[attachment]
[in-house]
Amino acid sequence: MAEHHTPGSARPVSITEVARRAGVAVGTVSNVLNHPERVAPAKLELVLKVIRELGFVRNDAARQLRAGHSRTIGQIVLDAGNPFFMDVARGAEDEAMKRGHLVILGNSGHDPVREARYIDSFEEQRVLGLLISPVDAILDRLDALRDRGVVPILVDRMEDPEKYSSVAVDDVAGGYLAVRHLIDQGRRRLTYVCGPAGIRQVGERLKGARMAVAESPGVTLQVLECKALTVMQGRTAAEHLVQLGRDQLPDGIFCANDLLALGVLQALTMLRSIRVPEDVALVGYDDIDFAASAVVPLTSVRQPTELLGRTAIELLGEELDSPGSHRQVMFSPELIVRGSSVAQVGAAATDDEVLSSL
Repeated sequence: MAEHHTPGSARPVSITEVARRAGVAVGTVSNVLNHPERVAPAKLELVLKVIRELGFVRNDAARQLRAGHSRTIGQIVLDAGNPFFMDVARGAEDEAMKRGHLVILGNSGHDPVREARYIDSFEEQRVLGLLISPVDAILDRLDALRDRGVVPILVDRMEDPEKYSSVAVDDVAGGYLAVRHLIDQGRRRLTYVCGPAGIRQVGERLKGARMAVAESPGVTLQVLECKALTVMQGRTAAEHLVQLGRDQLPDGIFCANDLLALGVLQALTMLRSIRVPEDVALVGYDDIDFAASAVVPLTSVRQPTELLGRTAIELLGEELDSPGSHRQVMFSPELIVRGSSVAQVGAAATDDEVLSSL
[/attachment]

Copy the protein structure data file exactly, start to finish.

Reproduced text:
[in-house]
Amino acid sequence: MAEHHTPGSARPVSITEVARRAGVAVGTVSNVLNHPERVAPAKLELVLKVIRELGFVRNDAARQLRAGHSRTIGQIVLDAGNPFFMDVARGAEDEAMKRGHLVILGNSGHDPVREARYIDSFEEQRVLGLLISPVDAILDRLDALRDRGVVPILVDRMEDPEKYSSVAVDDVAGGYLAVRHLIDQGRRRLTYVCGPAGIRQVGERLKGARMAVAESPGVTLQVLECKALTVMQGRTAAEHLVQLGRDQLPDGIFCANDLLALGVLQALTMLRSIRVPEDVALVGYDDIDFAASAVVPLTSVRQPTELLGRTAIELLGEELDSPGSHRQVMFSPELIVRGSSVAQVGAAATDDEVLSSL
Repeated sequence: MAEHHTPGSARPVSITEVARRAGVAVGTVSNVLNHPERVAPAKLELVLKVIRELGFVRNDAARQLRAGHSRTIGQIVLDAGNPFFMDVARGAEDEAMKRGHLVILGNSGHDPVREARYIDSFEEQRVLGLLISPVDAILDRLDALRDRGVVPILVDRMEDPEKYSSVAVDDVAGGYLAVRHLIDQGRRRLTYVCGPAGIRQVGERLKGARMAVAESPGVTLQVLECKALTVMQGRTAAEHLVQLGRDQLPDGIFCANDLLALGVLQALTMLRSIRVPEDVALVGYDDIDFAASAVVPLTSVRQPTELLGRTAIELLGEELDSPGSHRQVMFSPELIVRGSSVAQVGAAATDDEVLSSL